Everything is further complicated when one has lived here, there and everywhere; or has assets located here, there and everywhere.

Almost cruelly, upon one’s death, if one dies interstate (i.e. without having a will) one’s family must face stress and headache (and possibly, significant legal costs) to be advised on default distribution mechanisms that may not be desirable. Broadly speaking, the general principle is that the law of the country in which the deceased was domiciled (i.e. lived, as opposed to a transient stay) at the time of his or her death governs the distribution of and the succession to at least some of his or her assets. While all this sounds easily determinable, the fluid movement of people’s habitual residence across borders these days means it will not necessarily be straightforward to determine an individual’s domicile, and hence, which set of legal rules should be applicable to the distribution of his or her assets on death. Each individual’s case is different and the determination of the person’s domicile can be a complex question.

To make matters worse, immovable property – real estate, whether in the form of “landed” property or apartments – does not fall under this broad general principle set out above. Typically, succession to the immovable property of one who dies intestate is governed by the law of the country or territory where the immovable property is located. This further complicates the distribution and there will be corresponding dollars (or pounds or euros) to be incurred by one’s estate if one passes without having drawn up a will.

Yet, even if one does draw up a will, there may be concerns.

The will may be challenged as to whether it was properly executed. In Singapore, this depends on whether execution conforms to the laws of the territory where (a) the will was executed; (b) the testator was domiciled; (c) the testator habitually resided; or (d) the testator was a national. For (b) to (d), the time of reference is when (i) the will was executed; or (ii) the time of the testator’s death. And this is only the tip of the iceberg.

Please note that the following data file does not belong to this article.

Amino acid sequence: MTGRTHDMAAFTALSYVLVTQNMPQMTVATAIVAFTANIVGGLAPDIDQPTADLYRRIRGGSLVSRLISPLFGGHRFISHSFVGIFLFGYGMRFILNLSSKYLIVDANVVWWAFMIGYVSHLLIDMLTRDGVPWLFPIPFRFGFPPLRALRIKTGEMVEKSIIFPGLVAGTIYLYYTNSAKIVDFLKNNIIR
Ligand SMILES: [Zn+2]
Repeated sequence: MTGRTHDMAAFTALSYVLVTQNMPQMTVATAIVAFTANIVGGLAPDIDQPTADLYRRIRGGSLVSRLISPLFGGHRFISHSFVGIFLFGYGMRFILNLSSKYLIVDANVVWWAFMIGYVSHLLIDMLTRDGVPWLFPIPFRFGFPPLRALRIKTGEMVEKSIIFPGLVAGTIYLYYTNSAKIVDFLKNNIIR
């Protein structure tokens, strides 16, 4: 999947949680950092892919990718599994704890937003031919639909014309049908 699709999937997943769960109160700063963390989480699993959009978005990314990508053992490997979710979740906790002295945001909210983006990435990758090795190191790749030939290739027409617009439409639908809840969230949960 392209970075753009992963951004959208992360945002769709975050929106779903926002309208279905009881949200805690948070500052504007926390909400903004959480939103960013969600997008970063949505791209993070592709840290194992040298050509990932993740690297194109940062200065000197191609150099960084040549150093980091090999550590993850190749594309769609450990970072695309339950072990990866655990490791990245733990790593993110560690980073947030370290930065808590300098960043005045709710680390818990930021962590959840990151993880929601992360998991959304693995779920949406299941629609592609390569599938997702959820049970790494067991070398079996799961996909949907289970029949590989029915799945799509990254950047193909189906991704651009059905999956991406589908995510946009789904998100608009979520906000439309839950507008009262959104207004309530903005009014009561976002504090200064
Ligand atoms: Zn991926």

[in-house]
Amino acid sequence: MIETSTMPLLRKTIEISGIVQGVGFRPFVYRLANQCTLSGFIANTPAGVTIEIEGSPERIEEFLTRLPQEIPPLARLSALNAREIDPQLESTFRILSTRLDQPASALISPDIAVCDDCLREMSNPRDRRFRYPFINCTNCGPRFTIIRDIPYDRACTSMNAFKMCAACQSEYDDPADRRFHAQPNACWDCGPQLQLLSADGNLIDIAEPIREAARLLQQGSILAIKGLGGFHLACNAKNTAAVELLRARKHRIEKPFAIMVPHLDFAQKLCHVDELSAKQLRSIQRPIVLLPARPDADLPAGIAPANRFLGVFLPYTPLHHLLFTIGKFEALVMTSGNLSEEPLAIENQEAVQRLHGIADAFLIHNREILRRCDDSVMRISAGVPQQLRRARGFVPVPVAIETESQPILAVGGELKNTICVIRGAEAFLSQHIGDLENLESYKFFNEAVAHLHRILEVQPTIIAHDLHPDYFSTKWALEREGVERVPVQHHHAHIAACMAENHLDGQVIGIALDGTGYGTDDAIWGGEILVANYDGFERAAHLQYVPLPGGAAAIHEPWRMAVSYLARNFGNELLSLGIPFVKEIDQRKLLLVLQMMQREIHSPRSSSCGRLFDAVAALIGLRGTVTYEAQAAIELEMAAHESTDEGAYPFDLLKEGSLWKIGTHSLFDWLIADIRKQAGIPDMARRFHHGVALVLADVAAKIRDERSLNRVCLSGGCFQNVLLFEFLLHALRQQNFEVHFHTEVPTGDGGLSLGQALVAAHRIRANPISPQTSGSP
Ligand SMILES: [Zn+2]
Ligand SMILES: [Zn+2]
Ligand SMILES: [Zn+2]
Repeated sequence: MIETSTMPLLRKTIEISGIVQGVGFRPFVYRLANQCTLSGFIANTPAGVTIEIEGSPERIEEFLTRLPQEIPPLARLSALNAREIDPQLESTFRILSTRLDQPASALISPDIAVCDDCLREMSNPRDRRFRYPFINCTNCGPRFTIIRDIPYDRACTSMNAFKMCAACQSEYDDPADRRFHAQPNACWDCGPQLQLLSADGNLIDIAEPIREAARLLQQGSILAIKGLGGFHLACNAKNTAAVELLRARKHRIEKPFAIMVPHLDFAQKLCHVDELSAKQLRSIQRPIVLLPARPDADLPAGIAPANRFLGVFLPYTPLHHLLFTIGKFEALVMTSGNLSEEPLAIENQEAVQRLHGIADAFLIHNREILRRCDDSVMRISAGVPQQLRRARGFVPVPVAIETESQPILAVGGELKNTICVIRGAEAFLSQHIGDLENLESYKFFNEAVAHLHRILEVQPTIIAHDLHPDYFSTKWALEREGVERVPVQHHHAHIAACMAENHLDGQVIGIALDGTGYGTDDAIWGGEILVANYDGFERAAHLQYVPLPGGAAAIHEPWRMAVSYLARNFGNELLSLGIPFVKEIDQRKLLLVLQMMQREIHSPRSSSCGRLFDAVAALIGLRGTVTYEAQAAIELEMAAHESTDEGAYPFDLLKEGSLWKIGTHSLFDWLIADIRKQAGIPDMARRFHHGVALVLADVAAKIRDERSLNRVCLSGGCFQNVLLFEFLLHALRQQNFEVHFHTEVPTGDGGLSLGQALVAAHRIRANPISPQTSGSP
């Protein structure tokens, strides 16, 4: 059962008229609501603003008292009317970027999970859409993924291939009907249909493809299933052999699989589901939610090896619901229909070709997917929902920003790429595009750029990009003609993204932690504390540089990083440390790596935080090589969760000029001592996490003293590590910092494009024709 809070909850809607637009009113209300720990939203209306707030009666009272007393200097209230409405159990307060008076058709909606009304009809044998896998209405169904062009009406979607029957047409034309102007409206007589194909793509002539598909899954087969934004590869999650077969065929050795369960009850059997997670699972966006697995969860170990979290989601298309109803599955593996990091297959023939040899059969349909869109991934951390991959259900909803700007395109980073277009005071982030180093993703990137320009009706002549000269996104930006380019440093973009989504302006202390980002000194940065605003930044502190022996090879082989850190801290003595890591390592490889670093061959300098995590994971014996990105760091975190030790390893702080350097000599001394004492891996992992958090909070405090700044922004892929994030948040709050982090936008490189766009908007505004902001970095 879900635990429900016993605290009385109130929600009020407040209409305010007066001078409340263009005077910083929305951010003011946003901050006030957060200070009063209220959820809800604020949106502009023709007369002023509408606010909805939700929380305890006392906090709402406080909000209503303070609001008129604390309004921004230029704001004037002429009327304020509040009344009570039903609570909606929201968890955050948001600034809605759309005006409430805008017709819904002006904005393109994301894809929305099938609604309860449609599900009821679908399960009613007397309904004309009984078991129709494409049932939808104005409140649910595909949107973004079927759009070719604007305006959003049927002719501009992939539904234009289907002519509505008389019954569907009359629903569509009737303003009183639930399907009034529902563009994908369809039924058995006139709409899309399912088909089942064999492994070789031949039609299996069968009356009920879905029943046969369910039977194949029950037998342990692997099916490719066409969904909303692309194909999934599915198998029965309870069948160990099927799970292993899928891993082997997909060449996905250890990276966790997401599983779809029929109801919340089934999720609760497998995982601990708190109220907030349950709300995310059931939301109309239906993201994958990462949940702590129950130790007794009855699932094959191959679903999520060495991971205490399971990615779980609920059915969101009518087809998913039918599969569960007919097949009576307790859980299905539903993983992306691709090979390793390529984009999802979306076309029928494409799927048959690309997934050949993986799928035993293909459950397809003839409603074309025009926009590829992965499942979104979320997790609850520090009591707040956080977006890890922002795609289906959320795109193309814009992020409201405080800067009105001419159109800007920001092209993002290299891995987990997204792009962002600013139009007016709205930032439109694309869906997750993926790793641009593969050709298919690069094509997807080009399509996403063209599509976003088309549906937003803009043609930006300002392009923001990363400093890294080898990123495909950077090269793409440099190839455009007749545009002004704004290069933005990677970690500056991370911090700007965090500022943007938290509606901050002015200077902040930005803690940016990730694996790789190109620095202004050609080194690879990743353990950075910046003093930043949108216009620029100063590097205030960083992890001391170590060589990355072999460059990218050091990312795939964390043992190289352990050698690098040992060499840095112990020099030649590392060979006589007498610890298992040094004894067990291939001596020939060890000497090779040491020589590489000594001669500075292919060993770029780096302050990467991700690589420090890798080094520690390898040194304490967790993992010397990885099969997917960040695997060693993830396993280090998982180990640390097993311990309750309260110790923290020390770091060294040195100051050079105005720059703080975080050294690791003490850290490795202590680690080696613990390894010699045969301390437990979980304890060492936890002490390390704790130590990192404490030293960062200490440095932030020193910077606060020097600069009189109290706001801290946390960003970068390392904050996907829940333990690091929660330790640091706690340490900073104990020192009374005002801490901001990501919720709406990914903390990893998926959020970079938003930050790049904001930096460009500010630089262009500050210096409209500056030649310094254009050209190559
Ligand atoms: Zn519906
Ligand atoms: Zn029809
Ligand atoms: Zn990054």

In addition, if one disposes, in a Singapore will, of one’s immovable property located overseas, one must ensure that that will conforms with the laws of the jurisdiction in which the foreign immovable property is located.

Unfortunately, there is a vast number of permutations of circumstances in which one can own assets in various jurisdictions, and there is no one-size-fits-all solution.

On top of all this, with regard to one’s worldwide assets, a key question is whether one should draw up multiple wills covering each jurisdiction or “one will to rule them all”. A single will runs the risk of not being recognised as valid (or requiring significant time and effort to be “proved” in the jurisdiction(s) concerned. Additionally, ) as some jurisdictions have a distinct set of rules governing succession to property, such as “forced heirship”, where distribution of certain assets is dictated irrespective of the existence of a will. Also, while having multiple wills runs the risk of internal contradiction unless there is careful coordination.

Good planning allows one to avoid unnecessary expenses, and, maybe, reduces the impact of inheritance tax, and other death duties (not an issue, if you are domiciled in Singapore). This not only allows one to retain the robustness of one’s assets, but also saves one’s family from stress and heartache.

If you have assets here, there and everywhere, remember, where there is a will…

Incisive Law Wills Blog - Assets Everywhere